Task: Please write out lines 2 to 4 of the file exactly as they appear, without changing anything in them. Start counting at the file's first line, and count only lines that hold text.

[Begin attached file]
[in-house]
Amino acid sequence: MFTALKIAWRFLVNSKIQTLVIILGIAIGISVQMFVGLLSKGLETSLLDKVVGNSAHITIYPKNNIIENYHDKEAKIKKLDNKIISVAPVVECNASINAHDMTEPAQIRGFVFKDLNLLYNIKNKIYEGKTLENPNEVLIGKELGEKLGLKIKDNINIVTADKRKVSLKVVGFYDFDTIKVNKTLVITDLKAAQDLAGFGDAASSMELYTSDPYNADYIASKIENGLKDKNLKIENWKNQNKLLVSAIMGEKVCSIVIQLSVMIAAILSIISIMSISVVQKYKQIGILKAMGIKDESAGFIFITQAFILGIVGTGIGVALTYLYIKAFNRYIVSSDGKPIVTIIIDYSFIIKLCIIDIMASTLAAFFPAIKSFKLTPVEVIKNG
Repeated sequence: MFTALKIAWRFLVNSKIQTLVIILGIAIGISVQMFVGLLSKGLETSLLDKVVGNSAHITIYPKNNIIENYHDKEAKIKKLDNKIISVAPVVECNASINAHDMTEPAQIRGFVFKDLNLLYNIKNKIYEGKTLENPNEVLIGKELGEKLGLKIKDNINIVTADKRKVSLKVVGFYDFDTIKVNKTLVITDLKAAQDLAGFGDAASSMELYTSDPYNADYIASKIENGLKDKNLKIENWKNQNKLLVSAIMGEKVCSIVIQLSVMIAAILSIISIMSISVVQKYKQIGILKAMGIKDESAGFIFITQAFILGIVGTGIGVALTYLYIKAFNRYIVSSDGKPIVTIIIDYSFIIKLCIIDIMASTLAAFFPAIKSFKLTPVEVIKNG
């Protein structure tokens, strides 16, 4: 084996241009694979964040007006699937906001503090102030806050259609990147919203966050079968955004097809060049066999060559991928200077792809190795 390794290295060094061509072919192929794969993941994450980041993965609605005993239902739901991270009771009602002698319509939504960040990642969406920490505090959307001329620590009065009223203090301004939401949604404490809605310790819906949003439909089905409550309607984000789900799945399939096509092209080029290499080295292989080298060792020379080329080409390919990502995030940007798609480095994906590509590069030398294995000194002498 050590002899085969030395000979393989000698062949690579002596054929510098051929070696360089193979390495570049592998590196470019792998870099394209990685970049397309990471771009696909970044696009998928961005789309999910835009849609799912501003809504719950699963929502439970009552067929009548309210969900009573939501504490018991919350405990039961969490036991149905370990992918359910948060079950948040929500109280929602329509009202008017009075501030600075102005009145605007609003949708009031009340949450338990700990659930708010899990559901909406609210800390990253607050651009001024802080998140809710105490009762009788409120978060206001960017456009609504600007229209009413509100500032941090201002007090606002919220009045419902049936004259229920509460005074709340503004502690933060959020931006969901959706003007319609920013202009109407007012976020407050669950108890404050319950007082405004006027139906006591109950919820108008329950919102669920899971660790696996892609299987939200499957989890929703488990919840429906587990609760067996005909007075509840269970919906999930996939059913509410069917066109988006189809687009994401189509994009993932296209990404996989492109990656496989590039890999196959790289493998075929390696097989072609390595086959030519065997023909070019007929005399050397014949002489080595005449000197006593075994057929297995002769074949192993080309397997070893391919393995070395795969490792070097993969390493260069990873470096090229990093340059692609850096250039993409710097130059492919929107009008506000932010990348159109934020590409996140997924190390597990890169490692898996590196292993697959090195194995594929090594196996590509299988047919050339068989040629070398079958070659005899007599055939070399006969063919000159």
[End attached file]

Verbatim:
Amino acid sequence: MFTALKIAWRFLVNSKIQTLVIILGIAIGISVQMFVGLLSKGLETSLLDKVVGNSAHITIYPKNNIIENYHDKEAKIKKLDNKIISVAPVVECNASINAHDMTEPAQIRGFVFKDLNLLYNIKNKIYEGKTLENPNEVLIGKELGEKLGLKIKDNINIVTADKRKVSLKVVGFYDFDTIKVNKTLVITDLKAAQDLAGFGDAASSMELYTSDPYNADYIASKIENGLKDKNLKIENWKNQNKLLVSAIMGEKVCSIVIQLSVMIAAILSIISIMSISVVQKYKQIGILKAMGIKDESAGFIFITQAFILGIVGTGIGVALTYLYIKAFNRYIVSSDGKPIVTIIIDYSFIIKLCIIDIMASTLAAFFPAIKSFKLTPVEVIKNG
Repeated sequence: MFTALKIAWRFLVNSKIQTLVIILGIAIGISVQMFVGLLSKGLETSLLDKVVGNSAHITIYPKNNIIENYHDKEAKIKKLDNKIISVAPVVECNASINAHDMTEPAQIRGFVFKDLNLLYNIKNKIYEGKTLENPNEVLIGKELGEKLGLKIKDNINIVTADKRKVSLKVVGFYDFDTIKVNKTLVITDLKAAQDLAGFGDAASSMELYTSDPYNADYIASKIENGLKDKNLKIENWKNQNKLLVSAIMGEKVCSIVIQLSVMIAAILSIISIMSISVVQKYKQIGILKAMGIKDESAGFIFITQAFILGIVGTGIGVALTYLYIKAFNRYIVSSDGKPIVTIIIDYSFIIKLCIIDIMASTLAAFFPAIKSFKLTPVEVIKNG
């Protein structure tokens, strides 16, 4: 084996241009694979964040007006699937906001503090102030806050259609990147919203966050079968955004097809060049066999060559991928200077792809190795 390794290295060094061509072919192929794969993941994450980041993965609605005993239902739901991270009771009602002698319509939504960040990642969406920490505090959307001329620590009065009223203090301004939401949604404490809605310790819906949003439909089905409550309607984000789900799945399939096509092209080029290499080295292989080298060792020379080329080409390919990502995030940007798609480095994906590509590069030398294995000194002498 050590002899085969030395000979393989000698062949690579002596054929510098051929070696360089193979390495570049592998590196470019792998870099394209990685970049397309990471771009696909970044696009998928961005789309999910835009849609799912501003809504719950699963929502439970009552067929009548309210969900009573939501504490018991919350405990039961969490036991149905370990992918359910948060079950948040929500109280929602329509009202008017009075501030600075102005009145605007609003949708009031009340949450338990700990659930708010899990559901909406609210800390990253607050651009001024802080998140809710105490009762009788409120978060206001960017456009609504600007229209009413509100500032941090201002007090606002919220009045419902049936004259229920509460005074709340503004502690933060959020931006969901959706003007319609920013202009109407007012976020407050669950108890404050319950007082405004006027139906006591109950919820108008329950919102669920899971660790696996892609299987939200499957989890929703488990919840429906587990609760067996005909007075509840269970919906999930996939059913509410069917066109988006189809687009994401189509994009993932296209990404996989492109990656496989590039890999196959790289493998075929390696097989072609390595086959030519065997023909070019007929005399050397014949002489080595005449000197006593075994057929297995002769074949192993080309397997070893391919393995070395795969490792070097993969390493260069990873470096090229990093340059692609850096250039993409710097130059492919929107009008506000932010990348159109934020590409996140997924190390597990890169490692898996590196292993697959090195194995594929090594196996590509299988047919050339068989040629070398079958070659005899007599055939070399006969063919000159």